- 27 passes defended during his college career. Has the ball skills and body control to be an impact player at the next level. Stays attached to the hips of receivers then using timing and head movement to break on the ball. Watkins reads the quarterback's eyes exceptionally well.
- Solid run defender, no matter whether or not it was on the perimeter at cornerback or flying into the box from safety. Can fight off blocks from receivers with above-average upper body strength. Good pursuit speed and on-field motor.
- Team player and is willing to do anything to get better and do what is necessary for the team.
- Needs to refine tackling ability. He is too willing to just throw a shoulder into the ball carrier rather than breaking down and wrapping up. He is not a physical tackler.
- Could use work on his ball skills. While he did come away with a fair number of passes defended, he needs to come away with more interceptions when he gets his hands on the ball. His instincts in coverage have improved over the years, but there is still room for him to develop as he could jump even more routes than he already does and is often a step late when mirroring off the ball. He also didn't come away with any turnovers as a safety, so he should probably stick with being a cornerback for now.
- Needs to add weight to his frame to keep from being outmuscled by more physical wide receivers, but his frame may not be able to handle too much more weight. His size also limits how well he can shed blocks against larger WRs, an issue in the NFC Central where four or five of the best WR's in the game reside. He also has somewhat short arms for a cornerback.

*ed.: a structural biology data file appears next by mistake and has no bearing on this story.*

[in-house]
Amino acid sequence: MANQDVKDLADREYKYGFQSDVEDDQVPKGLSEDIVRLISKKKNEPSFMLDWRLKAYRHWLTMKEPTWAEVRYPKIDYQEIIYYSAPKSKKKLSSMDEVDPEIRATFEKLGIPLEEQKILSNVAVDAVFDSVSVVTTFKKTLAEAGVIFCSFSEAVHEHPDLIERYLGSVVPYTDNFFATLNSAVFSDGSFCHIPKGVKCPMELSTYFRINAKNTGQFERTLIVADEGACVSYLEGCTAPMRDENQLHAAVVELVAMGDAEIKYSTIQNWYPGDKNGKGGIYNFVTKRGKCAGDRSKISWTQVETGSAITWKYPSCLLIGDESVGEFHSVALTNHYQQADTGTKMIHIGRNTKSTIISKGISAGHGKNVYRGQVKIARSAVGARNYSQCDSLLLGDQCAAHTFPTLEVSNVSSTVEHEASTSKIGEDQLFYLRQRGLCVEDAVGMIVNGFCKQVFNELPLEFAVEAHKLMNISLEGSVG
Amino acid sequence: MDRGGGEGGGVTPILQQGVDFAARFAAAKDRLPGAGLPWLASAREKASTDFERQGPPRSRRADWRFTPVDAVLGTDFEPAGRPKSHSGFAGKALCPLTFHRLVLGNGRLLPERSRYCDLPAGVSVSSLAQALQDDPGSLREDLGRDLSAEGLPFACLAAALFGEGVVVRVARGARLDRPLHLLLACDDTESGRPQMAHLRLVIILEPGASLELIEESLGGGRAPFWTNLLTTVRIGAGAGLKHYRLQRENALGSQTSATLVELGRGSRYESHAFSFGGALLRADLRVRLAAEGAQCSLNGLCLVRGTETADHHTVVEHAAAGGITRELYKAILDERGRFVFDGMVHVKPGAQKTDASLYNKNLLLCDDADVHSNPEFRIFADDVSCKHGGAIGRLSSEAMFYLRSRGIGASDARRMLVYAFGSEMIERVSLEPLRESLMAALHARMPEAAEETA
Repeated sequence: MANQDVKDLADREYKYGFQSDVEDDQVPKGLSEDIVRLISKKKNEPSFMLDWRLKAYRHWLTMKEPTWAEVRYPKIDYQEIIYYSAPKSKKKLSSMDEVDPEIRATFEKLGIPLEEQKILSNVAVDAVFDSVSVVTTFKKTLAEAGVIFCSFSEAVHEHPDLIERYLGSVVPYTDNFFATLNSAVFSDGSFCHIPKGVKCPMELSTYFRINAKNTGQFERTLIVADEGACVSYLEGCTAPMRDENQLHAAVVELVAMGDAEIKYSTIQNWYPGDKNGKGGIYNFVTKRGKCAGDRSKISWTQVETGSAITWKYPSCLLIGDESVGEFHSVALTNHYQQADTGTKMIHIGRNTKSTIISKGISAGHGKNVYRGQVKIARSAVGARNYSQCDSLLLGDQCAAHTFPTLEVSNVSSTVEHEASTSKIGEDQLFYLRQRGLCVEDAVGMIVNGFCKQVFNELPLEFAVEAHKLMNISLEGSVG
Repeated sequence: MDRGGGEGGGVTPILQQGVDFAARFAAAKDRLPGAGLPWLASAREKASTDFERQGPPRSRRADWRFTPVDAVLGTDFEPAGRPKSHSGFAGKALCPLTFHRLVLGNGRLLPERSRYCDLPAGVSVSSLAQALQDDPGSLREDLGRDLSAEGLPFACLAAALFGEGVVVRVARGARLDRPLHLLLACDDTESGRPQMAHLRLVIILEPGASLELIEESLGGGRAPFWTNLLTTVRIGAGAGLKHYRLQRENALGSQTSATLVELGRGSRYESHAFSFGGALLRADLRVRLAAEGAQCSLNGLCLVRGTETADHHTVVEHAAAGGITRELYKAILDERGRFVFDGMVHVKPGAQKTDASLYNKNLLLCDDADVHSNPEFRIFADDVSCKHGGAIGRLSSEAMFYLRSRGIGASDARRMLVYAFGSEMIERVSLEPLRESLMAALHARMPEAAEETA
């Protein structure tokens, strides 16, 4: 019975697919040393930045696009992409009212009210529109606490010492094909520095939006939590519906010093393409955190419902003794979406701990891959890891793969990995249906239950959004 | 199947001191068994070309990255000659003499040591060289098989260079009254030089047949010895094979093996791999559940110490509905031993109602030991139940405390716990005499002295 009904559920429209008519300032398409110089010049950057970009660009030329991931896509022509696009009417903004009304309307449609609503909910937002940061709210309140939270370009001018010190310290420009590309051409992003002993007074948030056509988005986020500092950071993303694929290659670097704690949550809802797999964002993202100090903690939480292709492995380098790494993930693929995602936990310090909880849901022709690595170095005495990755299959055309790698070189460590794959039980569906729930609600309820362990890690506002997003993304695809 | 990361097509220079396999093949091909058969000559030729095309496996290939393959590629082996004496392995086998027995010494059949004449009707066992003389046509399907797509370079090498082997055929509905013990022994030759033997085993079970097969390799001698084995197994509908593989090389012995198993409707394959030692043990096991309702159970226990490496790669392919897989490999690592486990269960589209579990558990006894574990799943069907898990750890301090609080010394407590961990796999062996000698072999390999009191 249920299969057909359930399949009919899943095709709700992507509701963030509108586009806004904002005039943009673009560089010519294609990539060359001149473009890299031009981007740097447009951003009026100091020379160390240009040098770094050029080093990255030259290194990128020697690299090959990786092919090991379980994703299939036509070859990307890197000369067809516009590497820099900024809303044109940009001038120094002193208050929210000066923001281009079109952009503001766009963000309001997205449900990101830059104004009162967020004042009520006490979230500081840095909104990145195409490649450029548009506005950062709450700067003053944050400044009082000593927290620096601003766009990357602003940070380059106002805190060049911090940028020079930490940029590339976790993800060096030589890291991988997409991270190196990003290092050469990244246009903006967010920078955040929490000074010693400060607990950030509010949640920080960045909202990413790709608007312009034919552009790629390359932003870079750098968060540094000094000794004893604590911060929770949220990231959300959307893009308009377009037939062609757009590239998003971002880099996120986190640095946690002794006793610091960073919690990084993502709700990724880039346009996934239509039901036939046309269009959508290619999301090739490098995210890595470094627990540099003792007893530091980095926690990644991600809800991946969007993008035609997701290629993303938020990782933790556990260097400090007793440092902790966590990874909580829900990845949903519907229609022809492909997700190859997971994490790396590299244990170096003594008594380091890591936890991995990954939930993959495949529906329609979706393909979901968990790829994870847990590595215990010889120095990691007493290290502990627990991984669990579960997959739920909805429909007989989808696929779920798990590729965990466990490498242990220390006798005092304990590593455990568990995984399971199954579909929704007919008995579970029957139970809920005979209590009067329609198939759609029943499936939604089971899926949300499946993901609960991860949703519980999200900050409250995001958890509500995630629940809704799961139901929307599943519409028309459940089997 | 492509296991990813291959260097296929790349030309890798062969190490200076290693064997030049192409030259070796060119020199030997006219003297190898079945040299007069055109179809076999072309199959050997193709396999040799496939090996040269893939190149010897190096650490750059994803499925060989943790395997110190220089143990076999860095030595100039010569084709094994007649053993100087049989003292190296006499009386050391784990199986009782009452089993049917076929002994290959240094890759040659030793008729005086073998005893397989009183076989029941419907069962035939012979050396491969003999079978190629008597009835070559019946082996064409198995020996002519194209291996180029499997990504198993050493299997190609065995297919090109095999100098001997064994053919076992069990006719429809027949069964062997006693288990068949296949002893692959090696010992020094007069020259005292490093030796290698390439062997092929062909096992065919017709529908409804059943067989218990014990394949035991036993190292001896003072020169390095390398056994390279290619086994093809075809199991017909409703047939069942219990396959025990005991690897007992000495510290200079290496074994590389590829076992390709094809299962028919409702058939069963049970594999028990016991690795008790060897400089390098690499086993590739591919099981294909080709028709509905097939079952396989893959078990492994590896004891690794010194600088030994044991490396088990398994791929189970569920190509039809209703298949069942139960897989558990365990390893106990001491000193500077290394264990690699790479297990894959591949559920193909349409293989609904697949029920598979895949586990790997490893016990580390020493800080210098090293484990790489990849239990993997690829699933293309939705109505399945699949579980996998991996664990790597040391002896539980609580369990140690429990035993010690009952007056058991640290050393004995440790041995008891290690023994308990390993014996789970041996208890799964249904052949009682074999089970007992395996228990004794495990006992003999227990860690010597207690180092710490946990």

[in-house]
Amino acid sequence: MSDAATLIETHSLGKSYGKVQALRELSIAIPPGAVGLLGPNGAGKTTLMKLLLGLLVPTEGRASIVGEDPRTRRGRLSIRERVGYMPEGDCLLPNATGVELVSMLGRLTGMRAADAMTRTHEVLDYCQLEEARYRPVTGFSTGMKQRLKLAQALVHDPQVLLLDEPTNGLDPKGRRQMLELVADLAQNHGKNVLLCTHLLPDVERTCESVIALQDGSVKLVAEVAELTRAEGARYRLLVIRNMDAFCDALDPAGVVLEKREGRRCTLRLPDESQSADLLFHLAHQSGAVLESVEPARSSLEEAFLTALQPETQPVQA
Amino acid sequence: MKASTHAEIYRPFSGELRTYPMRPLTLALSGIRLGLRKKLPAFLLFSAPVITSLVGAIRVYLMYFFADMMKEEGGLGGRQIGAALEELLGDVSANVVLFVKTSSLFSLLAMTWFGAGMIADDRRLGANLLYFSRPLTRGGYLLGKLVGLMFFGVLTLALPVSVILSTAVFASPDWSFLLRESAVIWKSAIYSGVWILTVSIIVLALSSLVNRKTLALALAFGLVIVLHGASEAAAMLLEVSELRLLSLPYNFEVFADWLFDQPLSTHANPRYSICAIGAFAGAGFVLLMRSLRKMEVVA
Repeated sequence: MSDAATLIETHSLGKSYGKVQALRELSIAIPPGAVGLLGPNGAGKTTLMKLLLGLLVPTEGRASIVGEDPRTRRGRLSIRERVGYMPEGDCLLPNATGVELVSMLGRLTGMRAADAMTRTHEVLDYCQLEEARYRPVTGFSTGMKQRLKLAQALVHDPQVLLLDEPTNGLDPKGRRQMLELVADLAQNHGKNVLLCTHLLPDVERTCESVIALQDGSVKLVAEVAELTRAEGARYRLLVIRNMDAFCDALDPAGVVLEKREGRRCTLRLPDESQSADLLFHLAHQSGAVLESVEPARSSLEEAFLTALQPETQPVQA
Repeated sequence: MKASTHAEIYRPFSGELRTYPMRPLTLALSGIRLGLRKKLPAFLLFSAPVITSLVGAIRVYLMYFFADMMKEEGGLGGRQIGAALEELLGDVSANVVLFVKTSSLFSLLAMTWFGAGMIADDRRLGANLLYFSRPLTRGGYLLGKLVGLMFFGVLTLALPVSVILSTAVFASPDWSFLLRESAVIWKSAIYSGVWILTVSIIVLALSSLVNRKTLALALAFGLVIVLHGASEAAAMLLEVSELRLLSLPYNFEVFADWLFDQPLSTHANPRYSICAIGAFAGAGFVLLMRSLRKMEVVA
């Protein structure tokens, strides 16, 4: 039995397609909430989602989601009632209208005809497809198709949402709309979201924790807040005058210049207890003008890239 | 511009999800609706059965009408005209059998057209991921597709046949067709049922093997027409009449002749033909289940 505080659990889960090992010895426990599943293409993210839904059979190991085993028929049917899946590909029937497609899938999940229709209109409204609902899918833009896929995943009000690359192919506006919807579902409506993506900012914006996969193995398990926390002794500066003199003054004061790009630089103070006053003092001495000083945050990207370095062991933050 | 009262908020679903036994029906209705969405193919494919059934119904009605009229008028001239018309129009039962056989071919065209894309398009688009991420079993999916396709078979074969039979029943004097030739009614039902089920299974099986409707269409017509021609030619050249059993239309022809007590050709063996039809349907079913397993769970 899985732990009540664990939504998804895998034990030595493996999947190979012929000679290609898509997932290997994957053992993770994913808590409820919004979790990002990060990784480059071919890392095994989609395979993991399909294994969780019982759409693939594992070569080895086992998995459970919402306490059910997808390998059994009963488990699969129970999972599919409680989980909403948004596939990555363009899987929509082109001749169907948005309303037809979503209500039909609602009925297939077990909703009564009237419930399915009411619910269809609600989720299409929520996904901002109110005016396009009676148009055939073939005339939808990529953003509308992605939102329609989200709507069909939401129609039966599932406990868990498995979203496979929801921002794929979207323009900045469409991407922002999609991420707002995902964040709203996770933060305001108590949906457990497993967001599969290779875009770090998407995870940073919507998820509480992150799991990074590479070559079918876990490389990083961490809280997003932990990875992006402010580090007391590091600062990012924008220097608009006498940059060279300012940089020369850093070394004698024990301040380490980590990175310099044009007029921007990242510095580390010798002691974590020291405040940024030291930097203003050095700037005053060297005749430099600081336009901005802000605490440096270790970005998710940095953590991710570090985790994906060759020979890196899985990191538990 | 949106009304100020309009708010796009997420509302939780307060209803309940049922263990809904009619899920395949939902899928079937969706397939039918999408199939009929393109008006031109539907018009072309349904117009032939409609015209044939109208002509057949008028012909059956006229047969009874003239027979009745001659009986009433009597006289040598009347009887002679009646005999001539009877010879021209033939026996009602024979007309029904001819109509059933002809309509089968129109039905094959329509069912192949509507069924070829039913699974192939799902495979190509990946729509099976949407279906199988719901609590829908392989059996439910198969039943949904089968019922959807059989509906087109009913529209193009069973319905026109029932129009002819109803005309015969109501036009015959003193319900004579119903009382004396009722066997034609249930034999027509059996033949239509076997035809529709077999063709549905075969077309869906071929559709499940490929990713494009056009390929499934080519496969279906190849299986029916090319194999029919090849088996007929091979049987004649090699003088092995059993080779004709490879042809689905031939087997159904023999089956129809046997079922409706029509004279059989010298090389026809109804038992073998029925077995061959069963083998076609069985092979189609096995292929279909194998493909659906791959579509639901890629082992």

- Needs to cut down on his physicality. He is known for being too aggressive when the ball is in the air.
- Minor durability concerns, but no major injuries to worry about.
- Was never able to separate himself as a top CB at Florida, due mostly to the fact that he was moving back and forth between safety and cornerback. He also does not have much experience on special teams, which, as a rookie, will likely be his starting spot if the Vikings choose him.
Watkins could use some work, but he is definitely a cornerback that Zimmer could mold to his liking. He has a solid foundation; he just needs a fine coach to get him to realize his full potential. I could see the Vikings picking him, as he is the kind of team player willing to improve himself that Zimmer is looking for with this team. I think this is a solid draft for the Vikings, and if they can make some version of this happen on Thursday and Friday, we should be VERY happy with the direction of this football team.
So that's my analysis! Yes, it's Arif-length, but I wanted to put my thoughts on these picks out there for people to read and know more about. Hope to hear from readers! SKOL VIKINGS!